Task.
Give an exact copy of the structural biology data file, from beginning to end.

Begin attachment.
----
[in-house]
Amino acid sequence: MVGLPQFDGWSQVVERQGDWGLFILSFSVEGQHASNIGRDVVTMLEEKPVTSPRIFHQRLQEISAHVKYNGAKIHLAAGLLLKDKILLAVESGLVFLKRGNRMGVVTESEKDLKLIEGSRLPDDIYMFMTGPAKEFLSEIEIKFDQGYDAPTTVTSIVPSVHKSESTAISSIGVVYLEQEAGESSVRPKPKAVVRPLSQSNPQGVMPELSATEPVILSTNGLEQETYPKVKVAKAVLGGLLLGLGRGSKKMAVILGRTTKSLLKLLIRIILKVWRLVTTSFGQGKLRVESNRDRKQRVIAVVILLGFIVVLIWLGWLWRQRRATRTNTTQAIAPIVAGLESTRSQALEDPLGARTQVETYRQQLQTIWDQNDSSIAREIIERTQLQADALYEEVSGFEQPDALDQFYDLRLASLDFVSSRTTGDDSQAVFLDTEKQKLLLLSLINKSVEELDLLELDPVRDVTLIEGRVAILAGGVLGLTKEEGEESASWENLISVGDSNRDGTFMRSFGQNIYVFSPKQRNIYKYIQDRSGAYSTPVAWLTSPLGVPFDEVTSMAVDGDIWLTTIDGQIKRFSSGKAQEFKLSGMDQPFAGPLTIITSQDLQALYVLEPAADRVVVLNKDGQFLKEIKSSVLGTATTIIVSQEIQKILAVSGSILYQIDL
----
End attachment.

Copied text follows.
[in-house]
Amino acid sequence: MVGLPQFDGWSQVVERQGDWGLFILSFSVEGQHASNIGRDVVTMLEEKPVTSPRIFHQRLQEISAHVKYNGAKIHLAAGLLLKDKILLAVESGLVFLKRGNRMGVVTESEKDLKLIEGSRLPDDIYMFMTGPAKEFLSEIEIKFDQGYDAPTTVTSIVPSVHKSESTAISSIGVVYLEQEAGESSVRPKPKAVVRPLSQSNPQGVMPELSATEPVILSTNGLEQETYPKVKVAKAVLGGLLLGLGRGSKKMAVILGRTTKSLLKLLIRIILKVWRLVTTSFGQGKLRVESNRDRKQRVIAVVILLGFIVVLIWLGWLWRQRRATRTNTTQAIAPIVAGLESTRSQALEDPLGARTQVETYRQQLQTIWDQNDSSIAREIIERTQLQADALYEEVSGFEQPDALDQFYDLRLASLDFVSSRTTGDDSQAVFLDTEKQKLLLLSLINKSVEELDLLELDPVRDVTLIEGRVAILAGGVLGLTKEEGEESASWENLISVGDSNRDGTFMRSFGQNIYVFSPKQRNIYKYIQDRSGAYSTPVAWLTSPLGVPFDEVTSMAVDGDIWLTTIDGQIKRFSSGKAQEFKLSGMDQPFAGPLTIITSQDLQALYVLEPAADRVVVLNKDGQFLKEIKSSVLGTATTIIVSQEIQKILAVSGSILYQIDL